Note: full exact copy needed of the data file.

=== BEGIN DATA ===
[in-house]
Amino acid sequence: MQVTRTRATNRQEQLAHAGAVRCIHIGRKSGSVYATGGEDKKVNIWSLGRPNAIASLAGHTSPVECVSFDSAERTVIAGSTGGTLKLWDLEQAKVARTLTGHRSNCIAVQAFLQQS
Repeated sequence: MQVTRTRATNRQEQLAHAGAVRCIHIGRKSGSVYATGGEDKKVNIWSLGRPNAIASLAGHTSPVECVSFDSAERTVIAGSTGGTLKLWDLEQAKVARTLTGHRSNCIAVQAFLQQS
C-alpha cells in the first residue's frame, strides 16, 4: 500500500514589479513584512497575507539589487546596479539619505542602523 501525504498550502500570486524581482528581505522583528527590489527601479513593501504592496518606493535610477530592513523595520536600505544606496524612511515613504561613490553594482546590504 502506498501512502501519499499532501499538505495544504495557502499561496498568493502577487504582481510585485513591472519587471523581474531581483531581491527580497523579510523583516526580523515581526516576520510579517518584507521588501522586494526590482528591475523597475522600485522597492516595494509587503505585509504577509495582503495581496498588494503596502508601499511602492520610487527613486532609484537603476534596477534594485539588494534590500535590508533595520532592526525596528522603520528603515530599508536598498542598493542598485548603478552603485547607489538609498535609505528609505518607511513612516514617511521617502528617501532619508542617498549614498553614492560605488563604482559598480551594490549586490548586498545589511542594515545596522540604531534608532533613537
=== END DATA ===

[in-house]
Amino acid sequence: MQVTRTRATNRQEQLAHAGAVRCIHIGRKSGSVYATGGEDKKVNIWSLGRPNAIASLAGHTSPVECVSFDSAERTVIAGSTGGTLKLWDLEQAKVARTLTGHRSNCIAVQAFLQQS
Repeated sequence: MQVTRTRATNRQEQLAHAGAVRCIHIGRKSGSVYATGGEDKKVNIWSLGRPNAIASLAGHTSPVECVSFDSAERTVIAGSTGGTLKLWDLEQAKVARTLTGHRSNCIAVQAFLQQS
C-alpha cells in the first residue's frame, strides 16, 4: 500500500514589479513584512497575507539589487546596479539619505542602523 501525504498550502500570486524581482528581505522583528527590489527601479513593501504592496518606493535610477530592513523595520536600505544606496524612511515613504561613490553594482546590504 502506498501512502501519499499532501499538505495544504495557502499561496498568493502577487504582481510585485513591472519587471523581474531581483531581491527580497523579510523583516526580523515581526516576520510579517518584507521588501522586494526590482528591475523597475522600485522597492516595494509587503505585509504577509495582503495581496498588494503596502508601499511602492520610487527613486532609484537603476534596477534594485539588494534590500535590508533595520532592526525596528522603520528603515530599508536598498542598493542598485548603478552603485547607489538609498535609505528609505518607511513612516514617511521617502528617501532619508542617498549614498553614492560605488563604482559598480551594490549586490548586498545589511542594515545596522540604531534608532533613537